The Odyssey: (The Stephen Mitchell Translation) by Homer, Stephen Mitchell

17571033 ScreenHunter_60 Dec. 11 01.49

This is my fifth time reading through another translation of The Odyssey and I even reviewed it in this site. There’s always a reason for this. The original text is in Ancient Greek and in every single english translations everything was different from one another. I had hoped there would be a translation to Malay language from the ancient greek but I probably will wait another century or so for it to happen. I had Stephen Mitchell’s Iliad and I thought about getting through it first to get used of the author’s work but I hadn’t finish any version of Iliad before so that would take some time for me.

What Stephen Mitchell’s Homer differed from the rest of the translations in the market was that its in Modern English. The author took a painful attention to the namings and accents but seemed to overlook the rest of the textual element. Its like that Shakespeare in Modern English series that made sense all those Shakespearean gibberish. If you haven’t read the Odyssey yet, you would find that Mitchell’s translation was very easy to read and fit through most modern adaptations of Ancient Greece or Roman days. Its not a bad thing. It made the text easier to understand, the dialogues and the story. Mitchell does edit out some of the parts that might prove harder to meld along with the story which he rearrange the missing parts in the appendices. In short, this was a nightmare for Homer purist and even I had to compare it to BBC’s Atlantis on the degree of unsubtle appropriation it had for general audience.

So instead of a classic text, I had to change my outlook on the book since it read like a novel more than epic poetry. I could attribute to the formatting failure since I hardly see the poetic form in this lengthy poetry. But I have the paperback version of The Iliad so I know it was just my copy of the ebook. If you adjust your expectation right, Mitchell’s translation can be as entertaining as watching Spartacus or 300. Yes, it was appropriated but so was most modern adaptations on ancient greece. The dialogues was straight forward and easier to understand and more realistic without being too flowery. The graphic violence was marvelous as always especially in modern language. The flow of the story was even out with some textual omissions which would have been beneficial to readers not wanting the prose drowning out the plot and storytelling. But some of the characterizations can be bland and one-dimensional, with the required editing around the texts, I do find this version to be the least complex translation to suit the academical setting. Even the use of vocabulary within this book weren’t as expanded as the rest of the versions of The Odyssey.

But to those who are interested in reading the Greek classics without the burden of it being too difficult to read in leisure, this edition would be perfect for the purpose. However, I felt disorientated in several intervals when I compare back to my previous reads and notice the disparities between the translations. For certainty, there’s a sense of loss in this translation. The characters was like moving around like a play. Certain parts of the dialogues and paragraphs was unexpanded. There were some shifts in between translated parts according to the text and the editing that omit out what would have been unnecessary. I have a hard time referring to the appendices but even without it, it was readable but if you know better about the elements in this book.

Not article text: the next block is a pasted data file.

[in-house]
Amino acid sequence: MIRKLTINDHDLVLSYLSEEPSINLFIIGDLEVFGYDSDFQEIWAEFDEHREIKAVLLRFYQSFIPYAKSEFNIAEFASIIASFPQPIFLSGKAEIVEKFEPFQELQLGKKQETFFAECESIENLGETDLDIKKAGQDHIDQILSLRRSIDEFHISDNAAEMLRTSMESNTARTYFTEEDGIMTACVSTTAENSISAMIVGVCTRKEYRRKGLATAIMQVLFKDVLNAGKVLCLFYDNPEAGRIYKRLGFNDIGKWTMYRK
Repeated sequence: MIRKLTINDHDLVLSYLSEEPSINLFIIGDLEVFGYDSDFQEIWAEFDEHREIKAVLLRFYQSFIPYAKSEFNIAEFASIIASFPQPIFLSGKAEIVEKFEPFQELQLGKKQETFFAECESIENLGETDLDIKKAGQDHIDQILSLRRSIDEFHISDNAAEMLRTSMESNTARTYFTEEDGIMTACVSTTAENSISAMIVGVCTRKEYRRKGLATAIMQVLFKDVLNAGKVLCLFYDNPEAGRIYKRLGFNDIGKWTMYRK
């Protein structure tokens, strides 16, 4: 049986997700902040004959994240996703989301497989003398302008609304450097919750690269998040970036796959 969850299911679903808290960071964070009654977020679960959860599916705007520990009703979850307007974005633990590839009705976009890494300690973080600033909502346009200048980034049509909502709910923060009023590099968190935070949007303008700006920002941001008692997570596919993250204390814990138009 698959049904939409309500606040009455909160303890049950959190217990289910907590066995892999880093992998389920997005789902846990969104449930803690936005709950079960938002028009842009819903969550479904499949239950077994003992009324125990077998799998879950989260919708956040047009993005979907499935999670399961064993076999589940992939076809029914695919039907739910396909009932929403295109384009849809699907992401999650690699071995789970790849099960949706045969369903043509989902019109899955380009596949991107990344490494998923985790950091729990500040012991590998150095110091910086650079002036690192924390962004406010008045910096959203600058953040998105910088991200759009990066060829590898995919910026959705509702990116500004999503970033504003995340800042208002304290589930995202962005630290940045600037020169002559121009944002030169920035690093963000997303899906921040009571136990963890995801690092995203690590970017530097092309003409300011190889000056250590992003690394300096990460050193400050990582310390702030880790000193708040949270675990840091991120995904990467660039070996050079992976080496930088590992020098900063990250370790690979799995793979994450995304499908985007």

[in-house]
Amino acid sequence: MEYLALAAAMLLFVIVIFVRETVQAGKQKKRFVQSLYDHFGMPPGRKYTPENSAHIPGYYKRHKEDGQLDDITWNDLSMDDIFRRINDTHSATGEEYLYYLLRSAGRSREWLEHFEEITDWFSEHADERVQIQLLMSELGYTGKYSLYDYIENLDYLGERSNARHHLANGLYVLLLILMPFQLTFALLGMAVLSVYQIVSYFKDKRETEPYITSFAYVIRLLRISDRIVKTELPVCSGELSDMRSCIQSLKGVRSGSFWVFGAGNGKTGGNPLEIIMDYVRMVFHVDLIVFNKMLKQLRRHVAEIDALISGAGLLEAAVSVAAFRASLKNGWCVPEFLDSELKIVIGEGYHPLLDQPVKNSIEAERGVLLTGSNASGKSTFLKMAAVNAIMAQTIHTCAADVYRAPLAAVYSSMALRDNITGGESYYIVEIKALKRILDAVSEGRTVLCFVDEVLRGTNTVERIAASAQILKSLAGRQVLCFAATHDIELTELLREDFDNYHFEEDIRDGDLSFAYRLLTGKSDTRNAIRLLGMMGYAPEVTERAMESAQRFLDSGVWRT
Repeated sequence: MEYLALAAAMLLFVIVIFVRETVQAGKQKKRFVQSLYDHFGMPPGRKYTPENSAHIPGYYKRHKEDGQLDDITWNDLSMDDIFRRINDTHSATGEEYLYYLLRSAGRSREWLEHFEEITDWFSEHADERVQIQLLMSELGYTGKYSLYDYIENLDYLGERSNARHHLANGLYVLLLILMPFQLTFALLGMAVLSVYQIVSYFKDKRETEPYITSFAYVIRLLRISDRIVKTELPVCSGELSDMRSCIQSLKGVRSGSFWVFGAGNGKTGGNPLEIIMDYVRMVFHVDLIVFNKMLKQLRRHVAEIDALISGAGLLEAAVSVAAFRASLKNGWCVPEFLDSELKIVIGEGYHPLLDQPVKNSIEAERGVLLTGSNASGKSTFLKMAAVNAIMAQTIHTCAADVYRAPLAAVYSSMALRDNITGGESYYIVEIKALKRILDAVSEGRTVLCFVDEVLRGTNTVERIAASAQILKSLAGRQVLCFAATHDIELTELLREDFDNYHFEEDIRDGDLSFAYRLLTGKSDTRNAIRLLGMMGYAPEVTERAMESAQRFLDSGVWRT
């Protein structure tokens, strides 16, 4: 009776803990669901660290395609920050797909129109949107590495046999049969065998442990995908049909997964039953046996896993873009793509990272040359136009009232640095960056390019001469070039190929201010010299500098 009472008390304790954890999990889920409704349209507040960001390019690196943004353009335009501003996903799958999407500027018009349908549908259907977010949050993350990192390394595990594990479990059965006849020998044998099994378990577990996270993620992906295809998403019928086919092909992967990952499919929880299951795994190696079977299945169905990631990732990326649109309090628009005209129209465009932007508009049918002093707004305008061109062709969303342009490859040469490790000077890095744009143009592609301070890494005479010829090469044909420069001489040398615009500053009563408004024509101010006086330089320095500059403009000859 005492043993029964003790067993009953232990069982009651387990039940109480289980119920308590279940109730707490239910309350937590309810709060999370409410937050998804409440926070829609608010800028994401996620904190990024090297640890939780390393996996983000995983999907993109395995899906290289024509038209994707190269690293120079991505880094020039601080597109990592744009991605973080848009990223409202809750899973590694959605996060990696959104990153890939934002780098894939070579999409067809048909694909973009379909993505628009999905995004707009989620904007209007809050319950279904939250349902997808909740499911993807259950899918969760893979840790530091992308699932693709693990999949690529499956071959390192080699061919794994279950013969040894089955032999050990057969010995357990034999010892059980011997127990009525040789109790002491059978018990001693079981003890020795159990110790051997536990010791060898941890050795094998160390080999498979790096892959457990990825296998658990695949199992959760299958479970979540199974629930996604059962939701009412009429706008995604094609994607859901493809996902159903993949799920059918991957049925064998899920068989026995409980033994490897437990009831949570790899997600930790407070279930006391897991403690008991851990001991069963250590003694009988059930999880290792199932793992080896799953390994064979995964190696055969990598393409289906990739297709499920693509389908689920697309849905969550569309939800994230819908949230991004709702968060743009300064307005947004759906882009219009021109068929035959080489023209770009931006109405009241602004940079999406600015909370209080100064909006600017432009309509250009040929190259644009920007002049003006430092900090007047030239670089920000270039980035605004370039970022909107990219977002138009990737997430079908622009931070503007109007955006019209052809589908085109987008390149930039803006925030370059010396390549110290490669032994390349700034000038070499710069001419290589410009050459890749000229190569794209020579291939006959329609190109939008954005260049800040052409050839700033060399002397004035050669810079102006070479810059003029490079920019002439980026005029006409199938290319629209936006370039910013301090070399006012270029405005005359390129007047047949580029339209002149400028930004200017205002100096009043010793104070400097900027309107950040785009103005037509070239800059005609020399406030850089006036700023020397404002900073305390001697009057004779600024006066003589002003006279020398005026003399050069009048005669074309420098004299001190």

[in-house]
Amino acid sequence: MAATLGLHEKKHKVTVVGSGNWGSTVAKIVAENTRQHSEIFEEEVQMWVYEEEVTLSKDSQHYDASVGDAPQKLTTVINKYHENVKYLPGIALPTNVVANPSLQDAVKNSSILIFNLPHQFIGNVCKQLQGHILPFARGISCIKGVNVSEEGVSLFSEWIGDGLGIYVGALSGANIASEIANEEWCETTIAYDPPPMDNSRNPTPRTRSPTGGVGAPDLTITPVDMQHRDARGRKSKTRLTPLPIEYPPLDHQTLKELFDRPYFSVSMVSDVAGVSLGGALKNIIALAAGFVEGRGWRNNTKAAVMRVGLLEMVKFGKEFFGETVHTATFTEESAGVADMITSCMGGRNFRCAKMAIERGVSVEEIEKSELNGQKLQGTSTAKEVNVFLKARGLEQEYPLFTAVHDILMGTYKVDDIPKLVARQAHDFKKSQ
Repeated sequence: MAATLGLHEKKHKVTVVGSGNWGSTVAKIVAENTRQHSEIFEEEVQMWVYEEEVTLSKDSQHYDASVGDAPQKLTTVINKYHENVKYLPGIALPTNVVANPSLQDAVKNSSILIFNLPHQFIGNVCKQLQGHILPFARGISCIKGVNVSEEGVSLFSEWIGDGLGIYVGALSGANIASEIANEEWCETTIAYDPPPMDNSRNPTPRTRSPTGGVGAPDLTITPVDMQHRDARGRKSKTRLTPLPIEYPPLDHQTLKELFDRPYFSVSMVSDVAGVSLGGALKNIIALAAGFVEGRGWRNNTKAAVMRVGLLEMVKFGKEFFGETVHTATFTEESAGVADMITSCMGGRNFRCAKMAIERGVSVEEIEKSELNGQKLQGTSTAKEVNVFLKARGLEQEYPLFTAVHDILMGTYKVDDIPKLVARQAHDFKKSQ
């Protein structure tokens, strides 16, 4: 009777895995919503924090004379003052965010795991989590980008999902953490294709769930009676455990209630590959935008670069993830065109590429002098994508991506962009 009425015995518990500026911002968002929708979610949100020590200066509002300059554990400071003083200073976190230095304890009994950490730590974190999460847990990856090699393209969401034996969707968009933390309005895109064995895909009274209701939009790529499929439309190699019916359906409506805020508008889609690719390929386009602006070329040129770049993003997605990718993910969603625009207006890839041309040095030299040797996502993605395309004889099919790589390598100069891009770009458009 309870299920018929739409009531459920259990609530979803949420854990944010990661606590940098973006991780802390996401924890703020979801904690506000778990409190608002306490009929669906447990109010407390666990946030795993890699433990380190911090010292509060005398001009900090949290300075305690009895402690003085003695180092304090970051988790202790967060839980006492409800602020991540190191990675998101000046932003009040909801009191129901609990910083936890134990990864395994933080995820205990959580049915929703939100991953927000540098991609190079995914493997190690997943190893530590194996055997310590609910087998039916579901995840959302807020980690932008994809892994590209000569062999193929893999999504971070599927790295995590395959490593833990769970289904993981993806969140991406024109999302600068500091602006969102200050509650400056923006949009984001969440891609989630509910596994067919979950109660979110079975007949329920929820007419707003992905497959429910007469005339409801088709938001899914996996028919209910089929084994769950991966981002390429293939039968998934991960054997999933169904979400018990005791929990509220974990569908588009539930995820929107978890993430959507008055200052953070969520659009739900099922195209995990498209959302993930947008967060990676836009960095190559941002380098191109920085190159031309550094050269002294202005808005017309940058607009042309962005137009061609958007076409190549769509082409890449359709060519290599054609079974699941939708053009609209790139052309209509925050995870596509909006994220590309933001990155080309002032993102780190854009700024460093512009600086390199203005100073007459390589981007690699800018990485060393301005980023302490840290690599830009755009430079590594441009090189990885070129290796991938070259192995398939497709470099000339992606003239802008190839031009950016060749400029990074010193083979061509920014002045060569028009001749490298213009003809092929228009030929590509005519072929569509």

One thing for certain, the depth of Xenia was more realistic in this version. The imagery was there and the interactions and motives was translated well through the easy prose without being clouded by elusive words and prose. It made the situation more intense and at times comprehensible without finding through layers of subtleties. The people became more like actual people. The monsters and Gods and Goddesses were humanized at a time. It was an emotional translation at its surface rather than its core and you can empathize with the characters in this story more than average translations of the book which can be rigid and at times Victorian. For all its worth, Mitchell’s The Odyssey was enjoyable and it does what intended to be. Its more appropriately a novel than just a direct translation. Considering, The Odyssey survived for over a millennia, there’s nothing wrong to appropriate the version in a modern enjoyable form as that was what it was in the first place.

This ARC was provided by the publisher via Netgalley in exchange for an honest opinion.

Advertisements

Leave a Reply

Fill in your details below or click an icon to log in:

WordPress.com Logo

You are commenting using your WordPress.com account. Log Out / Change )

Twitter picture

You are commenting using your Twitter account. Log Out / Change )

Facebook photo

You are commenting using your Facebook account. Log Out / Change )

Google+ photo

You are commenting using your Google+ account. Log Out / Change )

Connecting to %s